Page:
Free Markets, Free People

Daily Archives: January 27, 2012


Economic Statistics for 27 Jan 12

Today’s economic statistical releases:

The advance estimate for 4th Quarter GDP came in at 2.8% annualized growth. This beats the 3rd Quarter’s 1.8%, yet still falls below analyst expectations of 3.1%. GDP was up 1.6% over last year, a relatively anemic rate of growth.

The University of Michigan reports their Consumer Sentiment index continues to rise, coming in at 75, compared to 74 from two weeks ago.

~
Dale Franks
Google+ Profile
Twitter Feed


The defense budget

Here’s a little fact to keep in mind when considering the current cuts to spending at DoD (and let’s be clear, there is nothing wrong with appropriate cuts to defense spending), besides all the other ramifications it promises:

Defense accounts for less than 20 percent of the federal budget but already exceeds 50 percent of deficit-reduction efforts. And for every dollar the President hopes to save in domestic programs, he plans on saving $128 in defense.

And that’s without the looming sequestration cuts (keep in mind, most war fighting costs are not included in the budget) of another half trillion dollars.

Or said another way, the administration has decided that it will attempt to cut spending primarily with cuts to national defense.  There is no serious program afoot to cut back the myriad of other government agencies and branches.  In fact, many are expanding (see EPA, IRS, etc.).

As for sequestration, Democrats are bound and determined to see it through, because, you know, national defense is less important than winning an ideological struggle.

Charles Hoskinson of POLITICO’s Morning Defense reports (btw, if you don’t subscribe to it, you should):

BUT REPUBLICANS AND DEMOCRATS are still far apart on one key issue: taxes. We caught up with SASC Chairman Levin at a breakfast Thursday and he said he’s counting on public pressure to push the GOP to accept new tax revenues as part of any solution – something they’ve so far refused to consider. Meanwhile, Levin and other Democrats won’t budge on reversing sequestration except as part of a complete package. "The dam has got to be broken on revenues, and what I believe will break it is the threat of sequestration," he said.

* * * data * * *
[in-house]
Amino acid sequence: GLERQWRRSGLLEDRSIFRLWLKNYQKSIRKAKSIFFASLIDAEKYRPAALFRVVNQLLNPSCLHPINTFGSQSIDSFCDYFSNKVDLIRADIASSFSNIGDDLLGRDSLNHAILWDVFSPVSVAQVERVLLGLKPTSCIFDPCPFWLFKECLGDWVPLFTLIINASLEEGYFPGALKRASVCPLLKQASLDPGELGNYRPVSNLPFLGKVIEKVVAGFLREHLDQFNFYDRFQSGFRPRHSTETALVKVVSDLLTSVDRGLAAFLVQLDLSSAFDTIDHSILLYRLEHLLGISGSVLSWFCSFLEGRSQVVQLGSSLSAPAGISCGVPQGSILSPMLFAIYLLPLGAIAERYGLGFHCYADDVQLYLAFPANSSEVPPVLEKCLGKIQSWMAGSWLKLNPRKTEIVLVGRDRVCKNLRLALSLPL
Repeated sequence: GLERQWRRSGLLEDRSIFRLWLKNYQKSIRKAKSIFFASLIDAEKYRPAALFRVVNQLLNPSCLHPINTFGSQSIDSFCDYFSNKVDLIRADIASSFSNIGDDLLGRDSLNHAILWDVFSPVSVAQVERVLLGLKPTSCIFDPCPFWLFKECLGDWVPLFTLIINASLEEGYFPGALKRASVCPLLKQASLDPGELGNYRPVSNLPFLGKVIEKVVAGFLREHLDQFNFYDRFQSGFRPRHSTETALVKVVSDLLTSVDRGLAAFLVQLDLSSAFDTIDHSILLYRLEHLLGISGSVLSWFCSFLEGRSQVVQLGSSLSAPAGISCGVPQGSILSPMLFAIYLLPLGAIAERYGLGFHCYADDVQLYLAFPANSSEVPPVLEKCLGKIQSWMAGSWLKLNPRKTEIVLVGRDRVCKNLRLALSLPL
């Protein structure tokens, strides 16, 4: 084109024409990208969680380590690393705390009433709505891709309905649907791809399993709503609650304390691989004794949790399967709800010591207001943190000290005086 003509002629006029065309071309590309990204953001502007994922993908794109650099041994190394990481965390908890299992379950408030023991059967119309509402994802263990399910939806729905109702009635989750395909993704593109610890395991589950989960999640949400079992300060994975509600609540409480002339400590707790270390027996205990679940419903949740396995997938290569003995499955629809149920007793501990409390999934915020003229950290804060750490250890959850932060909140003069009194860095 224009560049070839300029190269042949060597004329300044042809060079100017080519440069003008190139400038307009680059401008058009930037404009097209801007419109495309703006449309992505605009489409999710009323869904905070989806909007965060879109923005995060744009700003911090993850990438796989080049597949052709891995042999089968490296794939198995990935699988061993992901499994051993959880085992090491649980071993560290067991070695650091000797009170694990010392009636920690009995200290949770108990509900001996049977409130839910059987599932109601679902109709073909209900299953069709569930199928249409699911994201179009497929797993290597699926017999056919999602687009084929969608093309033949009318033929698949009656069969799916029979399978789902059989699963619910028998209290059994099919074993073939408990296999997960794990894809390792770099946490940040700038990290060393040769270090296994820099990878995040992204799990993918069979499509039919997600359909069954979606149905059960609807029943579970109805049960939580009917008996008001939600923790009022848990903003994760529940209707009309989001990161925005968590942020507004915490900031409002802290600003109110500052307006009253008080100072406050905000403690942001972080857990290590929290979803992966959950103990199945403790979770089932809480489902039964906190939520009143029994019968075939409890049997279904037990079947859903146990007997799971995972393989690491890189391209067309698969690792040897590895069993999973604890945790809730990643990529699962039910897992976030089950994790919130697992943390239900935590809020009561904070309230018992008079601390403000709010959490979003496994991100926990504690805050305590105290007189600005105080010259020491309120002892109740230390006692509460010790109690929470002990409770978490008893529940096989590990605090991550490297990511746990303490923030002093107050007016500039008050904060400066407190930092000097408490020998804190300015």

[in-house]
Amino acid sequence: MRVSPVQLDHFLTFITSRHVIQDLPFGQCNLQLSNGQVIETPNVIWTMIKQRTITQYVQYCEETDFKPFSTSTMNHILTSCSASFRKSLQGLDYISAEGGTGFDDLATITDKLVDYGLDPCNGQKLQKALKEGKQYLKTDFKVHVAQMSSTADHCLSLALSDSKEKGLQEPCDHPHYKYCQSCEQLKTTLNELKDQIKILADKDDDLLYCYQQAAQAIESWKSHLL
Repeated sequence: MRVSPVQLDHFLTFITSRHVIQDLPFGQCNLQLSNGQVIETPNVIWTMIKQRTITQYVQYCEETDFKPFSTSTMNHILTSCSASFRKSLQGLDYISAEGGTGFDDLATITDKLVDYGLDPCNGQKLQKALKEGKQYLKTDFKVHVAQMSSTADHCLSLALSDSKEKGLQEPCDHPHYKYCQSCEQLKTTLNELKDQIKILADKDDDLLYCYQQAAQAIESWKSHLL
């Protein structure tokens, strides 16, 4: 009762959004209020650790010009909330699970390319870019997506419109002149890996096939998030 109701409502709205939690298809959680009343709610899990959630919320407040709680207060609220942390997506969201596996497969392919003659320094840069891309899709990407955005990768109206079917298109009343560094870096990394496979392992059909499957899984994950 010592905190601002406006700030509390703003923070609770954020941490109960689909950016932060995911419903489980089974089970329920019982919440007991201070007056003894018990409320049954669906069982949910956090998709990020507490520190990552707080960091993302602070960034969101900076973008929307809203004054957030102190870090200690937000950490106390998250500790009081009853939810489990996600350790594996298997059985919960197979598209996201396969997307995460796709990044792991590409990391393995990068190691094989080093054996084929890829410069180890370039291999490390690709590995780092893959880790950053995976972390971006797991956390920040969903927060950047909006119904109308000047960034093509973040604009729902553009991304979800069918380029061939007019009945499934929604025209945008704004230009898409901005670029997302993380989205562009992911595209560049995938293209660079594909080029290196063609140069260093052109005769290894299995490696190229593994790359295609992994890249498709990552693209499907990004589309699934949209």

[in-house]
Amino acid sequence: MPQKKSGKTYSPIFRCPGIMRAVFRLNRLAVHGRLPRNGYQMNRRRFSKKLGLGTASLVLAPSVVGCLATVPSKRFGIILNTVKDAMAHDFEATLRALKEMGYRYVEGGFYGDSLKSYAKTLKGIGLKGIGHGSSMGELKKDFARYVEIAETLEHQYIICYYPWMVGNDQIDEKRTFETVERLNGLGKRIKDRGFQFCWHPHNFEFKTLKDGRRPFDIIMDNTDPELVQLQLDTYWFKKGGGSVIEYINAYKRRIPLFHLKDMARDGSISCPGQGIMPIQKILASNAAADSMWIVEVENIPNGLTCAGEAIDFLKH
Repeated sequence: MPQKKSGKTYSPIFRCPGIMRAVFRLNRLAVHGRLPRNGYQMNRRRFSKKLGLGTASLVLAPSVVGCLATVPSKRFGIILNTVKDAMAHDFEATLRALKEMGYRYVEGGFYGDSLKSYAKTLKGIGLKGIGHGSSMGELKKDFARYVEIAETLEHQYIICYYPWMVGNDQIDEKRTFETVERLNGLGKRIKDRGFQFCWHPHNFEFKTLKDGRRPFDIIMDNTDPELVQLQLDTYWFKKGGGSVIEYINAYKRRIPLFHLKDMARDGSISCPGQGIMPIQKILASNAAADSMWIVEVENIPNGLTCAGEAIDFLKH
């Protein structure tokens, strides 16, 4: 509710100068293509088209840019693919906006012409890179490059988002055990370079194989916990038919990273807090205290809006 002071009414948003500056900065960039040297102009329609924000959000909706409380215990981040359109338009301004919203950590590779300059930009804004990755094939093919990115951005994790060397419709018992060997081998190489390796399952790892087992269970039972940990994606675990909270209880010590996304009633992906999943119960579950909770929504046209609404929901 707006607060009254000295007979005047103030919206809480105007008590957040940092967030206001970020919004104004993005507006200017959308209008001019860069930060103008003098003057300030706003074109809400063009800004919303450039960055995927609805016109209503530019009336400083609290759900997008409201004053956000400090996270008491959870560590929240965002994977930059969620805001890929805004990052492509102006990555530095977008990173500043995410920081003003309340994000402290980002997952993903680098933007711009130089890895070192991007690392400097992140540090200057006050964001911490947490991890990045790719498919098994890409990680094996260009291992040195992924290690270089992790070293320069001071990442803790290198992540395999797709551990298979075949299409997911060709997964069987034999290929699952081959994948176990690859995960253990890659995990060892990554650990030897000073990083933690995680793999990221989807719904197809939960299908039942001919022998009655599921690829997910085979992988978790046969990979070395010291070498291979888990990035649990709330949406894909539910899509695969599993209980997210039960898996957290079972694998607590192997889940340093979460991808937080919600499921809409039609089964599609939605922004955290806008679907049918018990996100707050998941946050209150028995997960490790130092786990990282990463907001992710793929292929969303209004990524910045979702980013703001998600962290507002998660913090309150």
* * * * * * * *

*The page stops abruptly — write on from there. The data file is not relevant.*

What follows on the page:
Shorter Levin, “we’re more than willing to hold national security hostage and see it gutted to get our way on taxes”.

It is rather interesting  approach for an administration which is hung up on everyone paying their ‘fair share’.  It seems that the lion’s share of what it will surely tout during the upcoming campaign as serious budget cutting, will come from the one Constitutionally mandated duty it has – national defense.

As for all the programs that have a future funding liability of 200 trillion dollar?

Meh.

~McQ

Twitter: @McQandO


Newt the victim

Just what the GOP needs:

Under siege from Mitt Romney and conservative elites who seem to be conspiring against his candidacy, Gingrich abandoned his stump speech on Thursday in favor of an angry tirade against his most daunting Republican rival and the Washington establishment. He isn’t the candidate who vowed to stay positive in Iowa, or the nose-to-the-grindstone guy he was in South Carolina.

As he took the stage before a tea-party crowd here, Gingrich seethed at Romney for the avalanche of negative ads blanketing the Florida airwaves and bashed the Beltway denizens for coalescing to obstruct his rise.

“There’s the Washington establishment sitting around in a frenzy, having coffee, lunch and cocktail hour talking about, ‘How do we stop Gingrich?’” he said, referring to a spate of prominent Republicans who painted him Thursday as a philandering egomaniac comparable to Bill Clinton and not as close to Ronald Reagan as he would like to think.